Saturday, August 29, 2009

Weekly Focus: Growing Stronger

Global Update

  • There is growing evidence that the H2 rebound in global growth could be quite robust. We are starting to see upside risk to our current (above-consensus) global growth forecast.
  • The corporate sector is leading the recovery. Revisions of US and German GDP data point to an even sharper inventory cycle, and a record strong rise in ifo expectations point to strong momentum in the German recovery.
  • Capital goods orders are starting to turn globally as also witnessed by a sharp rise in US durable goods orders.
  • Finally global housing indicators are improving fast with increases in both prices and sales.

Market movers ahead

  • We are heading for the big week in terms of data. US ISM and non-farm payrolls will provide important news on the pace of recovery. We look for a further rise in ISM but could see slight disappointment in payrolls.
  • In Euroland the ECB meeting will be the main event. We don't expect any changes to policy measures but a slight upward revision to their growth forecasts is on the cards.
  • It looks like a landslide victory for DPJ in the Japanese election. Chinese PMI data and Japanese industrial production should show continued strength.
  • Danish Currency reserve data should show a further strong inflow in August.
  • The Riksbank meeting will be main event in Sweden. We don't think the Riksbank will be as hawkish as the market expects.

Global update: Growing stronger

Global growth back above trend already in H2

The global recovery is currently getting stronger for each day passing. Over the past week the positive flow of data from the global economy has continued. The takeaway from the recent data is not only that most major countries are by now are out of recession, they are also seeing quite strong growth rates. Indeed there are now convincing signs that global economy will be returning to above trend growth during H2.

Signs of life in capex

The corporate sector continues to lead the recovery in an effort to close the huge gap between production and demand that opened up during the crisis. Indeed the case for a strong rebound in production during H2 was underpinned further by the revised Q2 national account data out of the US and Germany. The details pointed to even more inventory depletion than initially estimated and in the US demand growth was revised higher.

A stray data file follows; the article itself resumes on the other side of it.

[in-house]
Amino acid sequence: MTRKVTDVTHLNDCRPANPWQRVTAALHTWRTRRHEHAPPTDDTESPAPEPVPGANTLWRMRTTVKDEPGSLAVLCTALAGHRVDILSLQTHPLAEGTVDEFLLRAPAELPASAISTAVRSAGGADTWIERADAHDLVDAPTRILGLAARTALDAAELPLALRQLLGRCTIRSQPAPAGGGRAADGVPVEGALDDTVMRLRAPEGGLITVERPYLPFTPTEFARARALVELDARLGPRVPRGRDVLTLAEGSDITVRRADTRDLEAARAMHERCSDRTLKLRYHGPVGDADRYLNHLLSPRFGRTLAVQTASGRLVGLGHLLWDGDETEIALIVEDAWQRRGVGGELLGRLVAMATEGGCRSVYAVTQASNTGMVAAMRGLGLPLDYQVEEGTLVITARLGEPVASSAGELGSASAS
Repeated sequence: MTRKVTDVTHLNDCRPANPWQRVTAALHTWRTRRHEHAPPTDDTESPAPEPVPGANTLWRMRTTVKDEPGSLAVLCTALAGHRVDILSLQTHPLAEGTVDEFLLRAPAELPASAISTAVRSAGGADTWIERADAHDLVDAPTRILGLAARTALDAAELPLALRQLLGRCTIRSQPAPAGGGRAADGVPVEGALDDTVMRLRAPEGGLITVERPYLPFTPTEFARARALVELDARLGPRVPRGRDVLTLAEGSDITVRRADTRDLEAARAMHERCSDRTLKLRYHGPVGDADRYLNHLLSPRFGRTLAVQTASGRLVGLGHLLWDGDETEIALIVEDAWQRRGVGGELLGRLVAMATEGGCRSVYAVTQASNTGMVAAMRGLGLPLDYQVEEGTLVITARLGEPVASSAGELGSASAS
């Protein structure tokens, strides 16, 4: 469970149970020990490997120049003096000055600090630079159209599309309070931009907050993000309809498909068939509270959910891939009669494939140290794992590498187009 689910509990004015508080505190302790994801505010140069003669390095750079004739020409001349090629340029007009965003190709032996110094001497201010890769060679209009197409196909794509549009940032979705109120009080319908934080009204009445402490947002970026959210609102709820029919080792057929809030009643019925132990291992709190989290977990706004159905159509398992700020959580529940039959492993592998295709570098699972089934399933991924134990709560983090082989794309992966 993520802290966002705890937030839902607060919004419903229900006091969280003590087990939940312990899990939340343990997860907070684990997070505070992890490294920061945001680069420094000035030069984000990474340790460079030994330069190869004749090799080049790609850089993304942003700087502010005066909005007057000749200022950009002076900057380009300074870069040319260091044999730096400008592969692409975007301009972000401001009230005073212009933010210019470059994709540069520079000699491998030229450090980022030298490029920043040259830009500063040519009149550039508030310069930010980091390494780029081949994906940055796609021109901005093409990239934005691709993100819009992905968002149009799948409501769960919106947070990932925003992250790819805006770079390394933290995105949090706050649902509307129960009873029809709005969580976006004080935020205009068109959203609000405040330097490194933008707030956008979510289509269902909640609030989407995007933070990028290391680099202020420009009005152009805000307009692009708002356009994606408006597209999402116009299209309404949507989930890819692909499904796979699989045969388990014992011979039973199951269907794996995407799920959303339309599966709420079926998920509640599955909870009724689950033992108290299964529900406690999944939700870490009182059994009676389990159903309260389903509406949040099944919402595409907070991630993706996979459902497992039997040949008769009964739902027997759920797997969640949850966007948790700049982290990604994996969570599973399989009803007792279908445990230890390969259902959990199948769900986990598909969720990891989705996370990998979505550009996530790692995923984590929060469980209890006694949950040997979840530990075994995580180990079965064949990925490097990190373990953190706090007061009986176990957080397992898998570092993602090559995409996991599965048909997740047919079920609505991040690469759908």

This suggests than the production backlog is even larger than we thought. Indeed this is the story behind the continued rise in global manufacturing indicators. In August the German Ifo posted one of its biggest monthly gains, reaching levels that point to solid expansion in the coming three to six months (see Flash Comment – Euroland: Ifo moves at super speed). In Japan the industry continues to recover. Japanese PMI headed higher into expansionary territory and Japanese exports rose further.

The sharp turnaround in industrial production already seems to be rubbing off at capital expenditures (capex), which was hit by the same negative factor as the rest of the economy. Now these strains are easing and with production being ramped up fast, an early recoil in capex seems increasingly evident. In fact the orders data released for Euroland and the US this week suggest that the businesses have already started to expand equipment spending. This is important as an early cyclical recovery in capex could make it up for some of the missing strength in consumer spending.

A turn in the housing market

In the housing market the signs of a turnaround are also piling up. The turnover of new and existing homes in the US continued up in July making it increasingly evident that residential construction need to be ramped up to meeting demand for new homes.